It could be exercising, or painting, or even talking on the phone. Usually a therapist will also have the patient keep a log of what they ate and how they felt in order to find out the triggers. I think that awareness of the problem is really the first step in conquering the problem.

The rehab centers really help the patient take steps in treating the addiction, but they will never truly recover because this will always be a lifelong problem that they will have to watch out for.

icecream17
Post 4

@Brickback - I agree and I wanted to add that there are health and rehabilitation centers for those with food addictions as well. I was watching a television program about an inpatient rehab center that housed people with food addictions.

Some of these people were morbidly obese and others were very thin. The therapist not only weighed these people every week, but she took away any books, and other personal belongings that they had. She wanted to strip her clients from anything that they could be comfortable with so that they had to face why they had the food addiction in the first place.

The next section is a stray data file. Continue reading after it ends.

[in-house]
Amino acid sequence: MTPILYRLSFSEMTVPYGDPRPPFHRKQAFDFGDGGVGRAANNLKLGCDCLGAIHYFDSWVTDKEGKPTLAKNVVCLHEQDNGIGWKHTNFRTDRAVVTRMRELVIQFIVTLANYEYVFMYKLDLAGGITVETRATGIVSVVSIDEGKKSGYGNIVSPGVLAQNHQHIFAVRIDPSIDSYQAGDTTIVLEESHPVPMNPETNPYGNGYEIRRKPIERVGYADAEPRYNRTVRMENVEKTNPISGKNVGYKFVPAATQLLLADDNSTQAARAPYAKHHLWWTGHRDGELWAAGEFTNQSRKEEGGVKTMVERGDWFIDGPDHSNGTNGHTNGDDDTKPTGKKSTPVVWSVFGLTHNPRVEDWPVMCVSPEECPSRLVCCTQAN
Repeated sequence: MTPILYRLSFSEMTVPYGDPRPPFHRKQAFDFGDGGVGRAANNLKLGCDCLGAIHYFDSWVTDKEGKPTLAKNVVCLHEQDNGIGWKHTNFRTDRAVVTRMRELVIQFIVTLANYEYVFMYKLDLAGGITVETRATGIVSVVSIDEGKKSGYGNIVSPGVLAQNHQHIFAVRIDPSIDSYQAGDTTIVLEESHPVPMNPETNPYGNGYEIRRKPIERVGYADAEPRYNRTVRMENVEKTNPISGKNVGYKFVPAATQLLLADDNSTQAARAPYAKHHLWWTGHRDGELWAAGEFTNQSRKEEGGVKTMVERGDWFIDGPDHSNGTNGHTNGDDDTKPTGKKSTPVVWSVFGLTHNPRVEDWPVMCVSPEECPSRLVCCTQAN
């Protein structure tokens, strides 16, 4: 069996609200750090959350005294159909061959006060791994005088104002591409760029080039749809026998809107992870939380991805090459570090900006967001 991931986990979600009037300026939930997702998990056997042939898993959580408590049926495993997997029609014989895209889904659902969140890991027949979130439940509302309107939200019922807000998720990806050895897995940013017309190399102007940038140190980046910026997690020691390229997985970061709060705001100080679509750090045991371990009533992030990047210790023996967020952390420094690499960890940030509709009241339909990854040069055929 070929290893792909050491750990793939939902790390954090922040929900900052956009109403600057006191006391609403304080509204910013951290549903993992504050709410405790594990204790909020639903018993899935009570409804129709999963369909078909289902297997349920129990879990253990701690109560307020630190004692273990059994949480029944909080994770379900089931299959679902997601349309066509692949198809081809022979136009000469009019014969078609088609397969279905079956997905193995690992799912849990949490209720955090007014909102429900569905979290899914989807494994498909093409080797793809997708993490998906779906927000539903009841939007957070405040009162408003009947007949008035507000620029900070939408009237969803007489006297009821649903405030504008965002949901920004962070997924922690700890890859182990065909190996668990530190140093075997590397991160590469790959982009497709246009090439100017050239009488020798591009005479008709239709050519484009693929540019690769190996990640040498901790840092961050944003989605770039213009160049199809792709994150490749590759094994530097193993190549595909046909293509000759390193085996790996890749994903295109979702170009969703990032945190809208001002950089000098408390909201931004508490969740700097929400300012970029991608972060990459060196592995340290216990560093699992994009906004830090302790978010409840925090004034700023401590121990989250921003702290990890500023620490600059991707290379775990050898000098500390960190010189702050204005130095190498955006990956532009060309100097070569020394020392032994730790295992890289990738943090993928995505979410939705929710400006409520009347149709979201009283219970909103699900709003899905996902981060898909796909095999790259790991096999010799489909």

These clients often rebelled and did not want to participate in a lot of the activities because it took them out of their comfort zone. The therapist felt that only when these clients were taken out of their comfort zone could they really deal with the pain that has caused them to rely on food for comfort.

The therapist also had a similar problem which is why she chose to open a rehab center and help people with food addictions. There was a lady on the show that realized that her reason for becoming an anorexic bulimic was a result of the rejection that she felt as a child.

Her mother never felt that she could do anything right and she was never able to please her mother. This was her way of punishing herself and trying to get to the ideal weight that was never good enough for her.